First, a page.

Those of you who know me well know that I do not cry often. People have tried to dissect me for that trait (or lack thereof), but you cannot diagnose or try to fix someone who doesn’t cry. I didn’t cry when I saw The Notebook. I didn’t cry when I graduated high school or college. I didn’t cry when I couldn’t–for the life of me–find a date to my senior prom. My sister finally threatened my friend into going, if you’re wondering. It’s not that I don’t have emotions or feel sympathetic toward situations. Many would argue the opposite… that I have experienced so much first-hand in my short life that I adapted to empathic ways early on. I really FEEL how people feel and I really connect with them. I just don’t cry often. That being said…
When the last episode of The O.C. aired, I was an emotional mess. I was alone in my room during my junior year of high school. I watched as my three and a half years of entertainment, support, and enchantment was pieced together and delicately tied up. Josh Schwartz had graced my television weekly with these colorful characters who–just like a favorite book–took me away to another place throughout the ups and downs of my teenage years. Alexandra Patsavas had taken every emotion I could ever feel or imagine and conveyed it through particular placement of the most incredible songs throughout the series, and given me more hopes and dreams in the music industry.
I watched as Ryan got over his first true love and let himself feel again. I watched as Seth and Summer realized their dreams individually before plunging into their lives as a unit. I watched as Sandy and Kirsten discovered they never really could give up parenting, as Julie became less of a *ahem* harlot, and everyone lived happily ever after.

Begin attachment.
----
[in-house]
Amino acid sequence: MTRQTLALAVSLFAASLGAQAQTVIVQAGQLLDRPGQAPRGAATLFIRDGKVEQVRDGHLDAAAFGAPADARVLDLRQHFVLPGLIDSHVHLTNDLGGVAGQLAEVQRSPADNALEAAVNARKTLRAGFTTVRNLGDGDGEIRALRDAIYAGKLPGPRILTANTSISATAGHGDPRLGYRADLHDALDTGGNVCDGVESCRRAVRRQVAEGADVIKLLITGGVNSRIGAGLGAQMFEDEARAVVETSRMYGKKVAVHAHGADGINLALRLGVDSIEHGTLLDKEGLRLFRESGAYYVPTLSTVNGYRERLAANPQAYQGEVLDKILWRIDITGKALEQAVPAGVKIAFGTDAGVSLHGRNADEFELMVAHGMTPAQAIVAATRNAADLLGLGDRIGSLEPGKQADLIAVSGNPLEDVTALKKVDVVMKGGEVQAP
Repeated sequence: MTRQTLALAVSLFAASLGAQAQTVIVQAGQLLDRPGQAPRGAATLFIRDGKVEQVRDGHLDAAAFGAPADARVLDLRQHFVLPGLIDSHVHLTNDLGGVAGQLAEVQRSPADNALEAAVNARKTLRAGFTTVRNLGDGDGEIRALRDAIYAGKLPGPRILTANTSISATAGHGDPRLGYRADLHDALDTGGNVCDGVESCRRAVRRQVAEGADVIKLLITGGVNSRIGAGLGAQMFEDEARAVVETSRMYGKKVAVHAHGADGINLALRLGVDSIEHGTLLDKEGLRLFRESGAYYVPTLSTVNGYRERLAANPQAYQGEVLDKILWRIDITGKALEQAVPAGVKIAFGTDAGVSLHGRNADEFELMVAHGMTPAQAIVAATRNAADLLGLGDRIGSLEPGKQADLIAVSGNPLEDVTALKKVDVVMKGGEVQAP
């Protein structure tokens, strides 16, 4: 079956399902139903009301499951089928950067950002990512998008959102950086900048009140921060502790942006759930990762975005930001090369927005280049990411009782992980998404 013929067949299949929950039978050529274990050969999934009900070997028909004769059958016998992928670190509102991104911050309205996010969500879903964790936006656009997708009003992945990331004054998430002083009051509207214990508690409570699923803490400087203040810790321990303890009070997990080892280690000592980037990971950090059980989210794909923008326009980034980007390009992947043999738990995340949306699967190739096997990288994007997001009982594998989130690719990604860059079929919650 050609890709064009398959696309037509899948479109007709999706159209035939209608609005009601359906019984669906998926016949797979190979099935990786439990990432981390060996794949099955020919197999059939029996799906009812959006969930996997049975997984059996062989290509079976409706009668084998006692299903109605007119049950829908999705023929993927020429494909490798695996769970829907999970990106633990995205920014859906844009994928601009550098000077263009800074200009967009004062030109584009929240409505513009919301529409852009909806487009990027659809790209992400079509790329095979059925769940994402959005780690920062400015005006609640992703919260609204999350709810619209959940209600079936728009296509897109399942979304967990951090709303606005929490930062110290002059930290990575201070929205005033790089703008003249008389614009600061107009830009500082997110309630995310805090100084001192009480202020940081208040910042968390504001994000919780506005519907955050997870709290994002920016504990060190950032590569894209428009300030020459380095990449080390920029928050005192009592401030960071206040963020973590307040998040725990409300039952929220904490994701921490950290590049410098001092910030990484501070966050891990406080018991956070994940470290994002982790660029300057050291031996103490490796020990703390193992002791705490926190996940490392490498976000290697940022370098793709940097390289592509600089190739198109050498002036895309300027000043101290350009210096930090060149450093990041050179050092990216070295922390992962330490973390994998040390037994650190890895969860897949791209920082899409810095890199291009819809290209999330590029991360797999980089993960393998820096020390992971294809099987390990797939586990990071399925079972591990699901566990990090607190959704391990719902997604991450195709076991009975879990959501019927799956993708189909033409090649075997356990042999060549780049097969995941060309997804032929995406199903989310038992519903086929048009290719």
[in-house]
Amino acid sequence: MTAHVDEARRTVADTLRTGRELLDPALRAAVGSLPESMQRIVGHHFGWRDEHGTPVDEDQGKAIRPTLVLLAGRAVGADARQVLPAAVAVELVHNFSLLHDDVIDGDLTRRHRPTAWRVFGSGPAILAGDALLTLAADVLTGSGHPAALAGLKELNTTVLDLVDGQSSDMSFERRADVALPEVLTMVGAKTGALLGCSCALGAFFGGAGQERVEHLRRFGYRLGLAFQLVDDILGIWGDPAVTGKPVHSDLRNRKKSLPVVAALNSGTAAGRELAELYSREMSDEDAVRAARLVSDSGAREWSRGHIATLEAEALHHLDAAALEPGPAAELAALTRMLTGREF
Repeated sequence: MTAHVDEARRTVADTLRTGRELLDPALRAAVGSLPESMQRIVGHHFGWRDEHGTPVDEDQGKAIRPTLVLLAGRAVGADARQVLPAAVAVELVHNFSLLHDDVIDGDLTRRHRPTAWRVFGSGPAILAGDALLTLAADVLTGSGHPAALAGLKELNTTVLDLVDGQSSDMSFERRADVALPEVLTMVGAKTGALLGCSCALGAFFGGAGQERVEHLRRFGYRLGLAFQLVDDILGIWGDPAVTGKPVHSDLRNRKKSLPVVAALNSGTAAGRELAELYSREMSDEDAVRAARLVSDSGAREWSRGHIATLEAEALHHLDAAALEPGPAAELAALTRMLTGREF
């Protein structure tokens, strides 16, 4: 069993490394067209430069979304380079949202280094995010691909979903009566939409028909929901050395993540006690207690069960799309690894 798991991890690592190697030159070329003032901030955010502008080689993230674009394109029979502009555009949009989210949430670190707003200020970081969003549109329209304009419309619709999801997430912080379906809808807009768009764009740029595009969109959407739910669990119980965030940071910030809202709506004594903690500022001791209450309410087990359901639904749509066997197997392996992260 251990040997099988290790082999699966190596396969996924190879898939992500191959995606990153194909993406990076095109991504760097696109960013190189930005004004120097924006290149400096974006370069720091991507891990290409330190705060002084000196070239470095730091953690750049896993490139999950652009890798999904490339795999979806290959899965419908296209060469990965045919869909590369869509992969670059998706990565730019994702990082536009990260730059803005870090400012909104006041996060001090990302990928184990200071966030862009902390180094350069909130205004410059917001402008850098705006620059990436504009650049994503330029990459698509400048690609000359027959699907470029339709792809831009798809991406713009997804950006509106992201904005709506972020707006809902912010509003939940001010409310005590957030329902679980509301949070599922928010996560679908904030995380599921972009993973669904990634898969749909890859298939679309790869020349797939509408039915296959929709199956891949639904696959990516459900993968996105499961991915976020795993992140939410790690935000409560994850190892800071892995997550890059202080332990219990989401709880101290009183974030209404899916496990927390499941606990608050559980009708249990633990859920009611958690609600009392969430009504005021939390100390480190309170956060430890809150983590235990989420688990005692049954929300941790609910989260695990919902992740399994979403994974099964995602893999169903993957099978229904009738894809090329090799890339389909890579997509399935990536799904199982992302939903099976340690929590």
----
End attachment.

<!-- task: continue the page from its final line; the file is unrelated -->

And I was sobbing.
I felt empathy and identification to the situations. I felt like I was a part of their world and, in turn, like every decision they made reflected somehow on myself. But, now more than ever, I realize that my complete breakdown on that night (really, my family was stunned and at a loss for words) is a direct result of how empathic I am. And, perhaps because it was in the confines of my own home, I allowed myself that solid, four hour breakdown. No, that is not an exaggeration.
There has been a lot of death in my life. I have witnessed a lot of heartbreak and felt a lot of heartbreak (particularly from friends). I invest my whole self into friendships and relationships of all kinds because if you don’t allow yourself to invest like that, you don’t allow yourself to feel. I have been disappointed and dragged around emotionally. I have been manipulated, taken advantage of, and just flat out hurt. But because of that, I feel that pang in my chest when I realize someone else is going through a tough time. I feel elated with good news, and I feel deflated with sorrow. Even if I don’t show it around everyone, I can feel it. And when I tell you I understand or offer help or a shoulder to cry on, I am not just doing it because it’s the right thing to do. I am doing it because I know. I can identify, I can relate, and I want you to come to me when you’re ready.
“And that’s the thing about people who mean everything they say. They think everyone else does too.” – K. Hosseini